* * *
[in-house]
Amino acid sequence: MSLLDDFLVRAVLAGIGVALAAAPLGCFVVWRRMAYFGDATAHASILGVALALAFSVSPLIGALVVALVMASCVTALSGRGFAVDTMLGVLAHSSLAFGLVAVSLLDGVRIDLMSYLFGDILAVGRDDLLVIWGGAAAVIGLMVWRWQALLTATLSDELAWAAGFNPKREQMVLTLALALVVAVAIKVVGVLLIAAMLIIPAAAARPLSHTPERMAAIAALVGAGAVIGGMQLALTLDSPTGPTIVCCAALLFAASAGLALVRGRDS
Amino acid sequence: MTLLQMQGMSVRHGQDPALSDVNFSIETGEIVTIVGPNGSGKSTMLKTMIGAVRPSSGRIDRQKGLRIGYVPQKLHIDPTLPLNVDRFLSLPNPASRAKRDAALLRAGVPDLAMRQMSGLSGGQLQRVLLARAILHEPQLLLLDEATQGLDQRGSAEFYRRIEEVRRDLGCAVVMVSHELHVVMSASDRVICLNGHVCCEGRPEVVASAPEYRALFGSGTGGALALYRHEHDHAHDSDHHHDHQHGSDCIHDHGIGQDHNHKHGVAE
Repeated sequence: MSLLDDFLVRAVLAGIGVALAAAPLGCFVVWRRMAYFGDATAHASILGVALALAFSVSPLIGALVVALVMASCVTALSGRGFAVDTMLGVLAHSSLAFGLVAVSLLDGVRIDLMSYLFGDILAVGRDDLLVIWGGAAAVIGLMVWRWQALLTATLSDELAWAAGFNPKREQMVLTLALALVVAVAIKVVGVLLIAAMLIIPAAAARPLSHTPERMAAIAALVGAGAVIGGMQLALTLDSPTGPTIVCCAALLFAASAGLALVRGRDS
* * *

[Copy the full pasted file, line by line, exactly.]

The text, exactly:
[in-house]
Amino acid sequence: MSLLDDFLVRAVLAGIGVALAAAPLGCFVVWRRMAYFGDATAHASILGVALALAFSVSPLIGALVVALVMASCVTALSGRGFAVDTMLGVLAHSSLAFGLVAVSLLDGVRIDLMSYLFGDILAVGRDDLLVIWGGAAAVIGLMVWRWQALLTATLSDELAWAAGFNPKREQMVLTLALALVVAVAIKVVGVLLIAAMLIIPAAAARPLSHTPERMAAIAALVGAGAVIGGMQLALTLDSPTGPTIVCCAALLFAASAGLALVRGRDS
Amino acid sequence: MTLLQMQGMSVRHGQDPALSDVNFSIETGEIVTIVGPNGSGKSTMLKTMIGAVRPSSGRIDRQKGLRIGYVPQKLHIDPTLPLNVDRFLSLPNPASRAKRDAALLRAGVPDLAMRQMSGLSGGQLQRVLLARAILHEPQLLLLDEATQGLDQRGSAEFYRRIEEVRRDLGCAVVMVSHELHVVMSASDRVICLNGHVCCEGRPEVVASAPEYRALFGSGTGGALALYRHEHDHAHDSDHHHDHQHGSDCIHDHGIGQDHNHKHGVAE
Repeated sequence: MSLLDDFLVRAVLAGIGVALAAAPLGCFVVWRRMAYFGDATAHASILGVALALAFSVSPLIGALVVALVMASCVTALSGRGFAVDTMLGVLAHSSLAFGLVAVSLLDGVRIDLMSYLFGDILAVGRDDLLVIWGGAAAVIGLMVWRWQALLTATLSDELAWAAGFNPKREQMVLTLALALVVAVAIKVVGVLLIAAMLIIPAAAARPLSHTPERMAAIAALVGAGAVIGGMQLALTLDSPTGPTIVCCAALLFAASAGLALVRGRDS